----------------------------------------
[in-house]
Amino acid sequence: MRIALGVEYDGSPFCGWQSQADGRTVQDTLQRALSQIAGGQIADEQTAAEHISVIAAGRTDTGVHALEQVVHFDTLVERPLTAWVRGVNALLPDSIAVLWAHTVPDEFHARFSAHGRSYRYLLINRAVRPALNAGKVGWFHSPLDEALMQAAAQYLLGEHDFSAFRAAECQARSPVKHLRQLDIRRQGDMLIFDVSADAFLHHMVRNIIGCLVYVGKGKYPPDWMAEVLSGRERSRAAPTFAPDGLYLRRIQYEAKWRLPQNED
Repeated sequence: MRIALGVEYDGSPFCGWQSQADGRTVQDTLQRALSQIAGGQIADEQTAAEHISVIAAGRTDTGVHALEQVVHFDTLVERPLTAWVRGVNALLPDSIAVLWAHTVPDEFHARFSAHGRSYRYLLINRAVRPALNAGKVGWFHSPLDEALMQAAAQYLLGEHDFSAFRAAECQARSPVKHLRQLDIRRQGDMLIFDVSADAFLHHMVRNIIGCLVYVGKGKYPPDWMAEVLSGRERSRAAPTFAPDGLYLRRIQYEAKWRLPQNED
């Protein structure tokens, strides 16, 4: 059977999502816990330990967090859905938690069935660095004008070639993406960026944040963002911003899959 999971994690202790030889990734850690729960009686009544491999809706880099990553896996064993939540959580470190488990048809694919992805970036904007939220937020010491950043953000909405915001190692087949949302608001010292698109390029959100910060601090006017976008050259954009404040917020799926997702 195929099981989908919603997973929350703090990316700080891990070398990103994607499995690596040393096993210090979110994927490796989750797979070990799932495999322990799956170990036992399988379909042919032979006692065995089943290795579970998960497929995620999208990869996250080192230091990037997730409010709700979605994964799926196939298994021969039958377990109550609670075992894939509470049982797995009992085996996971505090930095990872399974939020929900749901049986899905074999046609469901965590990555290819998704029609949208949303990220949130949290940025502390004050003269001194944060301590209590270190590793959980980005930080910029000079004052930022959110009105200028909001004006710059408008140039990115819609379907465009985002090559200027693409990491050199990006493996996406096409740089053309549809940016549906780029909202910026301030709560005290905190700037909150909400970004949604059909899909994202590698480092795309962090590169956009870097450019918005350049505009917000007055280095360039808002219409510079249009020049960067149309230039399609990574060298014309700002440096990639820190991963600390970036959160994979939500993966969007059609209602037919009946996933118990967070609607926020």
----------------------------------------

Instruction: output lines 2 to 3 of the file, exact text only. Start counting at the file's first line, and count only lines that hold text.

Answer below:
Amino acid sequence: MRIALGVEYDGSPFCGWQSQADGRTVQDTLQRALSQIAGGQIADEQTAAEHISVIAAGRTDTGVHALEQVVHFDTLVERPLTAWVRGVNALLPDSIAVLWAHTVPDEFHARFSAHGRSYRYLLINRAVRPALNAGKVGWFHSPLDEALMQAAAQYLLGEHDFSAFRAAECQARSPVKHLRQLDIRRQGDMLIFDVSADAFLHHMVRNIIGCLVYVGKGKYPPDWMAEVLSGRERSRAAPTFAPDGLYLRRIQYEAKWRLPQNED
Repeated sequence: MRIALGVEYDGSPFCGWQSQADGRTVQDTLQRALSQIAGGQIADEQTAAEHISVIAAGRTDTGVHALEQVVHFDTLVERPLTAWVRGVNALLPDSIAVLWAHTVPDEFHARFSAHGRSYRYLLINRAVRPALNAGKVGWFHSPLDEALMQAAAQYLLGEHDFSAFRAAECQARSPVKHLRQLDIRRQGDMLIFDVSADAFLHHMVRNIIGCLVYVGKGKYPPDWMAEVLSGRERSRAAPTFAPDGLYLRRIQYEAKWRLPQNED